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Herbals in Iğdır (Turkey), Nakhchivan (Azerbaijan), and Tabriz (Iran)

  • Munir Ozturk
  • Volkan Altay
  • Ernaz Altundağ
  • S. Jamshid Ibadullayeva
  • Behnaz Aslanipour
  • Tuba Mert Gönenç
Chapter

Abstract

Healing properties of plants are known to the humans since ancient times. The use of natural medicines is an important issue. Medicinal plants are used as medicinal herb juices, raw as salad, in brewing, baking, ointment, and so on. This chapter includes data on the medicinal and aromatic plants of Iğdır (Turkey), Nakhchivan (Azerbaijan), and Tabriz (Iran), which have borders touching each other and have similar cultures. The main aim has been to analyze the distribution of the traditional medicinal plant knowledge in these three different sociolinguistic regions. The specific aims are to compare the composition and richness of medicinal ethnofloras and explore the factors that explain the variations. A total of 341 naturally distributed taxa belonging to 65 families are used in the traditional medicine in Iğdır (Turkey), Nakhchivan (Azerbaijan), and Tabriz (Iran). These belong to the families Asteraceae (63 taxa), Lamiaceae (39 taxa), Apiaceae (24 taxa), Fabaceae (23 taxa), and Rosaceae (23 taxa). These five families constitute 50.44% of the medicinal and aromatic plant species (MAPS) distributed in three neighboring states. Most common taxa among these are Achillea millefolium L. and Cichorium intybus L. (Asteraceae), Glycyrrhiza glabra L. and Melilotus officinalis (L.) Desr. (Fabaceae), Malus sylvestris (L.) Mill. subsp. orientalis (Uglitzkich) Browicz and Rosa canina L. (Rosaceae), Peganum harmala L. (Nitrariaceae), Plantago major L. (Plantaginaceae), and Urtica dioica L. (Urticaceae). The parts commonly used are leaves (100 taxa), followed by the herb (98 taxa), fruit (57 taxa), and root (54 taxa). Common preparations evaluated are decoction (161 taxa), followed by infusion (72 taxa), fresh (54 taxa), and poultice (40 taxa). Locals in the three states generally use herbal remedies for the treatment of digestive, respiratory, cardiovascular, gynecological, skeletal–muscular, ear, nose and throat, and urogenital disorders as well as in dermal, neurological, and psyschological diseases and mouth and tooth and other ailments. A comparison on the basis of MAPS reveals that in all three areas, four taxa are widely distributed and used almost for the same applications: Glycyrrhiza glabra (for digestive and respiratory systems), Malus sylvestris ssp. orientalis (for respiratory system), Rosa canina (for digestive and urogenital systems), and Urtica dioica (for digestive system). The three neighboring states belonging to three countries show several resemblances from cultural and other aspects. These areas seem to embody a great potential for evaluation of MAPS and interesting folk medicine culture.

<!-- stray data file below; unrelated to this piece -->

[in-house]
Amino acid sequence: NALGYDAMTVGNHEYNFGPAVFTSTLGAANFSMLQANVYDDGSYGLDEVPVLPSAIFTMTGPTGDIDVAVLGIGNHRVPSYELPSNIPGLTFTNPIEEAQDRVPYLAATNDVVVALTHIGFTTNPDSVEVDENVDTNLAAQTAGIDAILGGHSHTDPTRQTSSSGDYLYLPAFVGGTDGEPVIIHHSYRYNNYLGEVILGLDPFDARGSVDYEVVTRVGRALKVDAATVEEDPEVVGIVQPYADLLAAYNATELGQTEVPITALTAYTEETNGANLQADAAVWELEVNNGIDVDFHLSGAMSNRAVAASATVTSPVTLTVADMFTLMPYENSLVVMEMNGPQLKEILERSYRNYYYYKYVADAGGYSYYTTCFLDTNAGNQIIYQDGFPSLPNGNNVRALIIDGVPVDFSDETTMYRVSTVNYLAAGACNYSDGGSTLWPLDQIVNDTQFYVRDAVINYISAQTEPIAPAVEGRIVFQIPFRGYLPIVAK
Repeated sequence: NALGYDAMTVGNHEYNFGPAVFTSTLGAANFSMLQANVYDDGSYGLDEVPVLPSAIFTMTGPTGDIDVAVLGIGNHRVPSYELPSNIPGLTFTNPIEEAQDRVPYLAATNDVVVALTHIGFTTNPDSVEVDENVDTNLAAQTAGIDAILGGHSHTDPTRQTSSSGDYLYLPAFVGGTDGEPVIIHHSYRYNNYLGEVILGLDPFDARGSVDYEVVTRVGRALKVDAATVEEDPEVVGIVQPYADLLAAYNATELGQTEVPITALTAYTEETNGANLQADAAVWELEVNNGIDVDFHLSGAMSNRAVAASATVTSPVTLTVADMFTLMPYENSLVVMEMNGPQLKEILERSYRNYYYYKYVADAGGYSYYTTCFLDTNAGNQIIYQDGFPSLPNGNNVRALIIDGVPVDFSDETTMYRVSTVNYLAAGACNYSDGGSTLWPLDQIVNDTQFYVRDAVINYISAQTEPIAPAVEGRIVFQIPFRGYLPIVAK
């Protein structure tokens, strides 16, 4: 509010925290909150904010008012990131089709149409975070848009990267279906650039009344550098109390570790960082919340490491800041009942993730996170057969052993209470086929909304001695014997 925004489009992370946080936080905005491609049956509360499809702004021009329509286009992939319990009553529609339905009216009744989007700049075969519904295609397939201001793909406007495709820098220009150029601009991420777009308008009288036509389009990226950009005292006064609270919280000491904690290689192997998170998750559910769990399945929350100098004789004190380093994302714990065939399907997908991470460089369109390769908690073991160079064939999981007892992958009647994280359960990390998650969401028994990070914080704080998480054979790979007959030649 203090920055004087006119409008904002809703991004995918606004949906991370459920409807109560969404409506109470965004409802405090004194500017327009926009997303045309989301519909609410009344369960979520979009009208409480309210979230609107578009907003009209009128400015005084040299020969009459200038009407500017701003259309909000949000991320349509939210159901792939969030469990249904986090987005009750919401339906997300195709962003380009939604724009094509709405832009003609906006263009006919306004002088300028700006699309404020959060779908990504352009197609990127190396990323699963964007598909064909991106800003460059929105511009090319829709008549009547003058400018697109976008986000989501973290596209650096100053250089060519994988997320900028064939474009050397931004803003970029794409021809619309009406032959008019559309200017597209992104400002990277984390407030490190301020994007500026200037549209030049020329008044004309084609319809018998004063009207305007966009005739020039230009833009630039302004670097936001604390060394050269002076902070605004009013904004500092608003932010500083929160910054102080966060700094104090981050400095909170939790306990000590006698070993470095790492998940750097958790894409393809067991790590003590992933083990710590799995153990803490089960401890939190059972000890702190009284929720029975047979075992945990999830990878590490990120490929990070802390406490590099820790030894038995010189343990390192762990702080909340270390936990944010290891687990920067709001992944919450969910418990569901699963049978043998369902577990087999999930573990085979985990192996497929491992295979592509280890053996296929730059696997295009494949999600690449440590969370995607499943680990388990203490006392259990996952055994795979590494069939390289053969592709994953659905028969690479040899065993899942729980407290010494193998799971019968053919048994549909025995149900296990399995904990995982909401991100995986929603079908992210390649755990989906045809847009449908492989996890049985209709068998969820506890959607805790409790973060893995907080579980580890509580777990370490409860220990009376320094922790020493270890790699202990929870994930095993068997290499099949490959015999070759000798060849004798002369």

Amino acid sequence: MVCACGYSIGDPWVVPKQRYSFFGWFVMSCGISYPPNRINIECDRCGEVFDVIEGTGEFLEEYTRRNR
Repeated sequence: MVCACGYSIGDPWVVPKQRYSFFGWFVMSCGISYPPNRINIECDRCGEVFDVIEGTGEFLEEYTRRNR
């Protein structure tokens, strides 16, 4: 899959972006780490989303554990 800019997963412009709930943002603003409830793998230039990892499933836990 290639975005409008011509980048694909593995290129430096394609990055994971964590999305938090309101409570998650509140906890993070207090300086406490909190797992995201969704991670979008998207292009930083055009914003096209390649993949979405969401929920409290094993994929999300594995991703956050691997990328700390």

Keywords

Herbal Ethnobotany Ethnoflora Traditional medicine 

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Copyright information

© Springer International Publishing AG, part of Springer Nature 2018

Authors and Affiliations

  • Munir Ozturk
    • 1
    • 2
  • Volkan Altay
    • 3
  • Ernaz Altundağ
    • 4
  • S. Jamshid Ibadullayeva
    • 5
  • Behnaz Aslanipour
    • 6
  • Tuba Mert Gönenç
    • 7
  1. 1.Vice President of the Islamic World Academy of SciencesAmannJordan
  2. 2.Department of Botany, Centre for Environmental StudiesEge UniversityIzmirTurkey
  3. 3.Faculty of Science and Arts, Department of BiologyHatay Mustafa Kemal UniversityHatayTurkey
  4. 4.Faculty of Science and Arts, Department of BiologyDüzce UniversityDüzceTurkey
  5. 5.Botany Institute of the Azerbaijan NAS, EthnobotanyBaküAzerbaijan
  6. 6.Centre for Science and TechnologyEge UniversityIzmirTurkey
  7. 7.Faculty of Pharmacy, Department of PharmacognosyEge UniversityIzmirTurkey

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